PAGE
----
“It’s the tertiary mirror that directs the photons to the fine steering mirror. The fine steering mirror then directs it [the photons] to the pick off mirrors that sit below in the ISIM structure.”
So the alignment between the AOS system and the telescopes primary and secondary mirrors is incredibly critical.
“The AOS tertiary mirror catches the light [from the secondary mirror] and directs the light to the steering mirror. The requirements for alignment were just what we needed. So that was excellent progress.”
“So the entire mirror system is checked out. The system has been integrated and the alignment has been checked.”
Webb’s golden mirror structure was tilted up for a very brief period this week on May 4 as seen in this NASA time-lapse video:
The 18-segment primary mirror of NASA’s James Webb Space Telescope was raised into vertical alignment in the largest clean room at the agency’s Goddard Space Flight Center in Greenbelt, Maryland, on May 4, 2016. Credit: NASA
The gargantuan observatory will significantly exceed the light gathering power of NASA’s Hubble Space Telescope (HST) – currently the most powerful space telescope ever sent to space.
With the mirror structure complete, the next step is ISIM science module installation.
To accomplish that, technicians carefully moved the Webb mirror structure this week into the clean room gantry structure.
As shown in this time-lapse video we created from Webbcam images, they tilted the structure vertically, flipped it around, lowered it back down horizontally and then transported it via an overhead crane into the work platform.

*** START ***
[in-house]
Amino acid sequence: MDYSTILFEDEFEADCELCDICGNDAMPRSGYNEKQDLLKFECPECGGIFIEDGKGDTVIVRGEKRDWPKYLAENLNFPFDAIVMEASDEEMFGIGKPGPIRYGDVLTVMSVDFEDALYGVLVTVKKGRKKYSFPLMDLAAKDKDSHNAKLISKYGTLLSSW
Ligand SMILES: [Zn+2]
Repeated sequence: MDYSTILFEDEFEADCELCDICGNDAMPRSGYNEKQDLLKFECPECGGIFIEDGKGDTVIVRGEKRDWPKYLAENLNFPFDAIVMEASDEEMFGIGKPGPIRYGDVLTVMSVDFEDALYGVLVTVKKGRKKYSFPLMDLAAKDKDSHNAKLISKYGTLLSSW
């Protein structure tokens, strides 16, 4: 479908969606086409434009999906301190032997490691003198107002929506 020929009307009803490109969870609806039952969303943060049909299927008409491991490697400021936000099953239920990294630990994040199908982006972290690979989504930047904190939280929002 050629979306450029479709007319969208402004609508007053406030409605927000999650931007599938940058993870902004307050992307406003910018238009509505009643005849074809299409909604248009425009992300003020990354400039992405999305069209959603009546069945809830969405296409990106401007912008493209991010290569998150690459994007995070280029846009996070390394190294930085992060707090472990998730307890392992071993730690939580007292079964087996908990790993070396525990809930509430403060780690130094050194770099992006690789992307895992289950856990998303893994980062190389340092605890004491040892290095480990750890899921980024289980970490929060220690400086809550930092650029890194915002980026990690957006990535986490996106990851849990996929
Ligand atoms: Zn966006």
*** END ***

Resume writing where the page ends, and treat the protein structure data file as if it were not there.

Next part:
Time-lapse showing the uncovered 18-segment primary mirror of NASA’s James Webb Space Telescope being raised into vertical position, flipped and lowered upside down to horizontal position and then moved to processing gantry in the largest clean room at the agency’s Goddard Space Flight Center in Greenbelt, Maryland, on May 4/5, 2016. Images: NASA Webbcam. Time-lapse by Ken Kremer/kenkremer.com/Alex Polimeni
The telescope will launch on an Ariane V booster from the Guiana Space Center in Kourou, French Guiana in 2018.
The Webb Telescope is a joint international collaborative project between NASA, the European Space Agency (ESA) and the Canadian Space Agency (CSA).
Webb is designed to look at the first light of the Universe and will be able to peer back in time to when the first stars and first galaxies were forming. It will also study the history of our universe and the formation of our solar system as well as other solar systems and exoplanets, some of which may be capable of supporting life on planets similar to Earth.
More about ISIM in the next story.
Watch this space for my ongoing reports on JWST mirrors, science, construction and testing.
Stay tuned here for Ken’s continuing Earth and Planetary science and human spaceflight news.
There are two main approaches that humanity can take to living in space. The one…
Can the galaxy's dead stars help us in our search for life? A group of…
https://youtu.be/Rwpe3ITvv60 This week we are pleased to welcome Dr. Merav Opher, Professor from the Astronomy…
We recently observed the strongest magnetic field ever recorded in the Universe. The record-breaking field…